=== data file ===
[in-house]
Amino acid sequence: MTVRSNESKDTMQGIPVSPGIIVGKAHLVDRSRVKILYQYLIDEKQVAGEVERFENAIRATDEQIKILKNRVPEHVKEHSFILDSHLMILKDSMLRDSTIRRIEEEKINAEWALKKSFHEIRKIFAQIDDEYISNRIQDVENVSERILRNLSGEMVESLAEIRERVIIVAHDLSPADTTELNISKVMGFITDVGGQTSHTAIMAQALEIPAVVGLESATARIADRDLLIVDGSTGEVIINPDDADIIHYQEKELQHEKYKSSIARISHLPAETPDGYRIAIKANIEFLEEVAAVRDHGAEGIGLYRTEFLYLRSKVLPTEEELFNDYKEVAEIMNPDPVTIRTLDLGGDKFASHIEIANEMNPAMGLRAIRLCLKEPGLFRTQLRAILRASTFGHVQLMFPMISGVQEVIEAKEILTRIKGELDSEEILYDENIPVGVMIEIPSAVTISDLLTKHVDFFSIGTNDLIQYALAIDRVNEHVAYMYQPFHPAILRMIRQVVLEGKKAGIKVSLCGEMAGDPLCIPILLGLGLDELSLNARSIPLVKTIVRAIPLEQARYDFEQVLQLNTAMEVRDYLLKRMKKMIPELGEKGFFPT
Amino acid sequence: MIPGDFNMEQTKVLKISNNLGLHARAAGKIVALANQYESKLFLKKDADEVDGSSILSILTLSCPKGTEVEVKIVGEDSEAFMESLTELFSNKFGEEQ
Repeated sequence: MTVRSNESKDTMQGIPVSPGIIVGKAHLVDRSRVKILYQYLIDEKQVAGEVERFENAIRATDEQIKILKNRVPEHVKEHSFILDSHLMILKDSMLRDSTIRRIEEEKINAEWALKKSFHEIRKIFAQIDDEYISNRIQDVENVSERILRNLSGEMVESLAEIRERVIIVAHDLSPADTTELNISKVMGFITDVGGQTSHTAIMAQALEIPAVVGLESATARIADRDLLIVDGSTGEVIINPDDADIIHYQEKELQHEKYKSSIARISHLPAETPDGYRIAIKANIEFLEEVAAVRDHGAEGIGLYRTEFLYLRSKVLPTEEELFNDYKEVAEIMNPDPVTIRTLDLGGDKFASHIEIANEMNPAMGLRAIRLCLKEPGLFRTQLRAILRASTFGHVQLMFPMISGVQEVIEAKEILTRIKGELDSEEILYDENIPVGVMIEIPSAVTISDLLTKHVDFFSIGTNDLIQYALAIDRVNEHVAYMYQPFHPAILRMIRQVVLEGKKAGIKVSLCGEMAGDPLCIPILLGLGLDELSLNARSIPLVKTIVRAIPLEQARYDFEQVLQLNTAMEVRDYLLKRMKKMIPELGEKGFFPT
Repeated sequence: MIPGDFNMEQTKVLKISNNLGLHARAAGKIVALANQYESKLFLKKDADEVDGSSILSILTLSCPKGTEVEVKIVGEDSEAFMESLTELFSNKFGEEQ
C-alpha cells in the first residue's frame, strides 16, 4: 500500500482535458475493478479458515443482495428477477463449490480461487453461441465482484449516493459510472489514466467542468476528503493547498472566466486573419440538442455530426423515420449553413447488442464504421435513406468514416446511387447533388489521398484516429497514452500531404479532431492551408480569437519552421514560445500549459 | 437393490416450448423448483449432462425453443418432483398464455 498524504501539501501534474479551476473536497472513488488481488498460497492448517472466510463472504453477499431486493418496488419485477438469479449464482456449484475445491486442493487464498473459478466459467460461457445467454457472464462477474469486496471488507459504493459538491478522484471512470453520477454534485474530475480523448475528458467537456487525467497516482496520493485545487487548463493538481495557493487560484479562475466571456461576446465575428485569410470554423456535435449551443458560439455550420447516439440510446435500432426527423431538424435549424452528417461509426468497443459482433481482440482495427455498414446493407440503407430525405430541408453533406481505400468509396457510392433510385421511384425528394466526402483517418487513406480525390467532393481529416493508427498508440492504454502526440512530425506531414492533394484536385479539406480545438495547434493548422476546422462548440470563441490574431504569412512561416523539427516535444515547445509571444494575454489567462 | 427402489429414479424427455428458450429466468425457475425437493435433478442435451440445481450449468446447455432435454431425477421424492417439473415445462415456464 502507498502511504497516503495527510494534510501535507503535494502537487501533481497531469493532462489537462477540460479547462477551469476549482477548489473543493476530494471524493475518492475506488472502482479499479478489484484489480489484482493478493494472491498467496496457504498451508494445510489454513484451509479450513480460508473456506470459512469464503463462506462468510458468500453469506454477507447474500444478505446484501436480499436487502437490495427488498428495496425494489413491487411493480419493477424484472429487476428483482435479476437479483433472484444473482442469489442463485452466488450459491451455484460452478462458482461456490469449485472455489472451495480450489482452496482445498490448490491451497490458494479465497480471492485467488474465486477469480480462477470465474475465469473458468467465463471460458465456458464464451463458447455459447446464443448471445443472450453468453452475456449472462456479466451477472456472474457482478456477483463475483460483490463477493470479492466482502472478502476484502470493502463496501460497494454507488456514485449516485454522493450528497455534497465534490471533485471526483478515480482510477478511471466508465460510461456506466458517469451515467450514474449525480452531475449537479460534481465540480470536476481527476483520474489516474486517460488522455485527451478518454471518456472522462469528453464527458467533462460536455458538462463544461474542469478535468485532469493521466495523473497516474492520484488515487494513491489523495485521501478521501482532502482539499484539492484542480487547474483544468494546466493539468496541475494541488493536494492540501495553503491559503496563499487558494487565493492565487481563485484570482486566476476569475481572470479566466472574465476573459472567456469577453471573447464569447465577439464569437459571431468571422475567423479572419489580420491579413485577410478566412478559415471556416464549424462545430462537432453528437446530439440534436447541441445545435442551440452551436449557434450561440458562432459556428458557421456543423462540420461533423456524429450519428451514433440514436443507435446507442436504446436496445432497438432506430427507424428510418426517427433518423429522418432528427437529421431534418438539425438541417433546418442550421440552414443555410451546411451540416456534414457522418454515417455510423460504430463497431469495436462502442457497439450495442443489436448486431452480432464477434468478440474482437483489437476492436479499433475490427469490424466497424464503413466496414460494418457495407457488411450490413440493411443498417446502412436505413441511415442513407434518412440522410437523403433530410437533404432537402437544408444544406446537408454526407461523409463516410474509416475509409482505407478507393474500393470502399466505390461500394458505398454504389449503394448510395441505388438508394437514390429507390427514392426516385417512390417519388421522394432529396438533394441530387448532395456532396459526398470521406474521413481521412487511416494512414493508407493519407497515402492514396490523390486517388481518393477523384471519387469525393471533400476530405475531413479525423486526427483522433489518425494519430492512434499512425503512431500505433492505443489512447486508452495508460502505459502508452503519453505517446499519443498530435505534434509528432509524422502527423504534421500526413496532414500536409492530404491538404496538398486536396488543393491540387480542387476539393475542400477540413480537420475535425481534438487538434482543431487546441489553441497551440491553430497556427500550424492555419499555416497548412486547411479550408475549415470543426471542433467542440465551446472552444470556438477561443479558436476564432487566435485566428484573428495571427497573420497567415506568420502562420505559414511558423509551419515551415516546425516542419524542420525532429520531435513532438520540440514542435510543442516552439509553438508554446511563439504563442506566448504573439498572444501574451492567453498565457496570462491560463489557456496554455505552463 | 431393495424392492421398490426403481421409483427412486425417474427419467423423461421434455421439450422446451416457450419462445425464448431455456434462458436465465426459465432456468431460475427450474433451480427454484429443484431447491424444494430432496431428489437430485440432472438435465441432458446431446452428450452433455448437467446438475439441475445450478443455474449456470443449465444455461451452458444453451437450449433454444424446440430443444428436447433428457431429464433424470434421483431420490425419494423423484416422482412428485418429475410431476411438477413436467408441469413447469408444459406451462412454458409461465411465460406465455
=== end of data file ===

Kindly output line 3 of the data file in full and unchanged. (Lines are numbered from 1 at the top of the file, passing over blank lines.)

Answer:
Amino acid sequence: MIPGDFNMEQTKVLKISNNLGLHARAAGKIVALANQYESKLFLKKDADEVDGSSILSILTLSCPKGTEVEVKIVGEDSEAFMESLTELFSNKFGEEQ